by Ruwini Jayawardana
Stars may come and stars may go but barely a handful of artistes remain immortalised in the hearts and minds of the people. More than 20 years have elapsed since the demise of the inimitable playback vocalist of the Sri Lankan silver screen, H.R. Jothipala but his songs are still among the most demanded numbers in the country today.
Hettiarachchige Reginald Jothipala was born in Katawalamulla to a middle-class family on February 12, 1936. His father was H.R. James and his mother was Ahaliyagoda H.K. Podinona Perera.
Jothi was the eldest in a family of five. He attended St. Lawrence College, Maradana, and St. John’s College, Dematagoda but never took up music as a subject neither at school nor after completing his studies. During his school days he was in the habit of spending his time at tea kiosks in the area listening to songs since his family did not possess a radio.
Though his love for music and song grew as the years swept by, the beginning of his musical career was filled with hardships and sorrow. Some criticised Jothi for singing to tunes of popular Hindi hits and many did not believe in Jothi’s unique talent. He began his career as a vocalist singing duets with Wasantha Sandanayake and G.S.B. Rani Perera at SLBC.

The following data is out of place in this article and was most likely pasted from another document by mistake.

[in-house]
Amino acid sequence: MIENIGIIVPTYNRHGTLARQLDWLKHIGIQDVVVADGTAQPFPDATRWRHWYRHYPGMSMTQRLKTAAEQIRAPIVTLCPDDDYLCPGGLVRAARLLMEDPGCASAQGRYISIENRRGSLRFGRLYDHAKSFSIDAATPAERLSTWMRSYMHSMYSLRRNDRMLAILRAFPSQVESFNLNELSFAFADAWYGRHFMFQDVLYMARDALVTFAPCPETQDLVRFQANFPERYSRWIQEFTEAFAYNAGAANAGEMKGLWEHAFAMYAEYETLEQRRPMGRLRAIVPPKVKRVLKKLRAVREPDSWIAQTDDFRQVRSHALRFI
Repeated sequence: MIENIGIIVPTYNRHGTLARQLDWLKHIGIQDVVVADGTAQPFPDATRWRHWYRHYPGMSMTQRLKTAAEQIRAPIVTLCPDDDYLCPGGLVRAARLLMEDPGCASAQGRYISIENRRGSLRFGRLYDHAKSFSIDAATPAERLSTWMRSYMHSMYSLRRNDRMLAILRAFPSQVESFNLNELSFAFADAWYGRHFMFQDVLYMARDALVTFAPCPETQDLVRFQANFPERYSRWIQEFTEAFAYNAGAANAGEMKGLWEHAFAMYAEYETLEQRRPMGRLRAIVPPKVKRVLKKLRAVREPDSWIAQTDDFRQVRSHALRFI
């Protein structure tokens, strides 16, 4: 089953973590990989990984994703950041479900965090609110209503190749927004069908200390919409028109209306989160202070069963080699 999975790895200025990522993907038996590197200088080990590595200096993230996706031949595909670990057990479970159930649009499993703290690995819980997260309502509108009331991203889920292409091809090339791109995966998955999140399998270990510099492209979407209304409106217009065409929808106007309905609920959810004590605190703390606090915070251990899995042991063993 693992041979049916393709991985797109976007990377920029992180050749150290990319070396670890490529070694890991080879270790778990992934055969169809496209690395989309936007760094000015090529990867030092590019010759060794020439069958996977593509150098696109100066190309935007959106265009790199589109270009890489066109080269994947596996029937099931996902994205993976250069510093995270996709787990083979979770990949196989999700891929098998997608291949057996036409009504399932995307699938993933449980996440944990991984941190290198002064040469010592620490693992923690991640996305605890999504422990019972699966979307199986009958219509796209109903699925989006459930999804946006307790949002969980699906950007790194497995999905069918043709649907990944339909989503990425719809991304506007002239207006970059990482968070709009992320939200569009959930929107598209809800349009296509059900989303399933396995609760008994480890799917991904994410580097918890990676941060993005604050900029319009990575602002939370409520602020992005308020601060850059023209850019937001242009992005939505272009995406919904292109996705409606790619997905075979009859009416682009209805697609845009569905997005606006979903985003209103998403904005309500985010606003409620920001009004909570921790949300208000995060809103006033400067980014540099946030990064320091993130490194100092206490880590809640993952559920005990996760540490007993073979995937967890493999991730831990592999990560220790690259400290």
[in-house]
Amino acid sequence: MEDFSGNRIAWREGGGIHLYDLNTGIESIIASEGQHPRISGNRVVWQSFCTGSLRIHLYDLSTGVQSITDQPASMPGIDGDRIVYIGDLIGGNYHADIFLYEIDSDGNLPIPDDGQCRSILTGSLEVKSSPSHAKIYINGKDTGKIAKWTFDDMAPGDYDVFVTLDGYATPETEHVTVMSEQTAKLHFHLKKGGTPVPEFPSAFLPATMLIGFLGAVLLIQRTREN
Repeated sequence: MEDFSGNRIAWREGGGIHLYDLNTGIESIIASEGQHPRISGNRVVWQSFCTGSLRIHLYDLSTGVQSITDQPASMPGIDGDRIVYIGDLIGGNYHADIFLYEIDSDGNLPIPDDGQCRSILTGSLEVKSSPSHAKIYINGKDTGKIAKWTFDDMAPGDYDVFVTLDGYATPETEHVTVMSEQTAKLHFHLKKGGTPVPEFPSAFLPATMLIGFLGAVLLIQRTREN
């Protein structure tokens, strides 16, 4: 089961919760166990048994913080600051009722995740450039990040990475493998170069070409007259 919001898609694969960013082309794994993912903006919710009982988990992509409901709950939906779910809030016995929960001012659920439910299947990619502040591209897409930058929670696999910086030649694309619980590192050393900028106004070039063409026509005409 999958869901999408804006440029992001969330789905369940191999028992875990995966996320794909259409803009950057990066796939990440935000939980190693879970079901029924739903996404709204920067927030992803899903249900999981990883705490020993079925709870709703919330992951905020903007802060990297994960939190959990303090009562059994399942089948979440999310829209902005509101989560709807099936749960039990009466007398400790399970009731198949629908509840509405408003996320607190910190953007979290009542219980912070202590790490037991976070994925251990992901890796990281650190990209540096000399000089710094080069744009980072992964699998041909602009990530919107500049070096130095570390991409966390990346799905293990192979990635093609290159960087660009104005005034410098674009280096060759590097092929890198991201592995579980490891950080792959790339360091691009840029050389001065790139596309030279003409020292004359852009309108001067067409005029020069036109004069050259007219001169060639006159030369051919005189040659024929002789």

Though he made his debut as a playback singer in 1956 by taking part in Cyril P. Abeyratne’s Surathalee with the hit Siriyame Sara on which the music is directed by T.R. Papa, Jothi had recorded a song for the late Sirisena Wimalaweera’s Podi Putha earlier.
The song was mysteriously slashed from the film and Jothi had confessed that he had been in the brink of committing suicide when he went with his friends to watch Podi Putha and discovered that his number had not been included. According to records Jothi’s voice had failed to impress the Indian film composer on the film.
Later when Surathalee producer Jabir A. Cader expressed the desire to hear one of his songs to consider him for a film, Jothi almost passed out on the offer because he did not possess enough money to launch a record.